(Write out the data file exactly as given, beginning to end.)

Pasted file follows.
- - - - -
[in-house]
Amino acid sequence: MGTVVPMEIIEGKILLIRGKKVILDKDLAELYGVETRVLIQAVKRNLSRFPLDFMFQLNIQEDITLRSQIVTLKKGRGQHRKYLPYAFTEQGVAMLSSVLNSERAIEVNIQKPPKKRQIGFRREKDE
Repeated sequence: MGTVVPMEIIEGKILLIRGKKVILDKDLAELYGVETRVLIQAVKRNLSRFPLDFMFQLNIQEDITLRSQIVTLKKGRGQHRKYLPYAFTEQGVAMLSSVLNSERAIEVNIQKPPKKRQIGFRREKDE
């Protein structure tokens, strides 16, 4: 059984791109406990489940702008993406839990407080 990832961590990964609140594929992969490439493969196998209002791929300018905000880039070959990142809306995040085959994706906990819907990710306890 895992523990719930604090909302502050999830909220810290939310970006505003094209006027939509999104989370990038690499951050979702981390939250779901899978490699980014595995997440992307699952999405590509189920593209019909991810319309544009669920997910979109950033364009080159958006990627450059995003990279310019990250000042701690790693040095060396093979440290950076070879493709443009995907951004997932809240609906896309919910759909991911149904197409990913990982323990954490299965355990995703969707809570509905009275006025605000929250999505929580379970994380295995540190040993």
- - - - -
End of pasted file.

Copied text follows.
[in-house]
Amino acid sequence: MGTVVPMEIIEGKILLIRGKKVILDKDLAELYGVETRVLIQAVKRNLSRFPLDFMFQLNIQEDITLRSQIVTLKKGRGQHRKYLPYAFTEQGVAMLSSVLNSERAIEVNIQKPPKKRQIGFRREKDE
Repeated sequence: MGTVVPMEIIEGKILLIRGKKVILDKDLAELYGVETRVLIQAVKRNLSRFPLDFMFQLNIQEDITLRSQIVTLKKGRGQHRKYLPYAFTEQGVAMLSSVLNSERAIEVNIQKPPKKRQIGFRREKDE
């Protein structure tokens, strides 16, 4: 059984791109406990489940702008993406839990407080 990832961590990964609140594929992969490439493969196998209002791929300018905000880039070959990142809306995040085959994706906990819907990710306890 895992523990719930604090909302502050999830909220810290939310970006505003094209006027939509999104989370990038690499951050979702981390939250779901899978490699980014595995997440992307699952999405590509189920593209019909991810319309544009669920997910979109950033364009080159958006990627450059995003990279310019990250000042701690790693040095060396093979440290950076070879493709443009995907951004997932809240609906896309919910759909991911149904197409990913990982323990954490299965355990995703969707809570509905009275006025605000929250999505929580379970994380295995540190040993």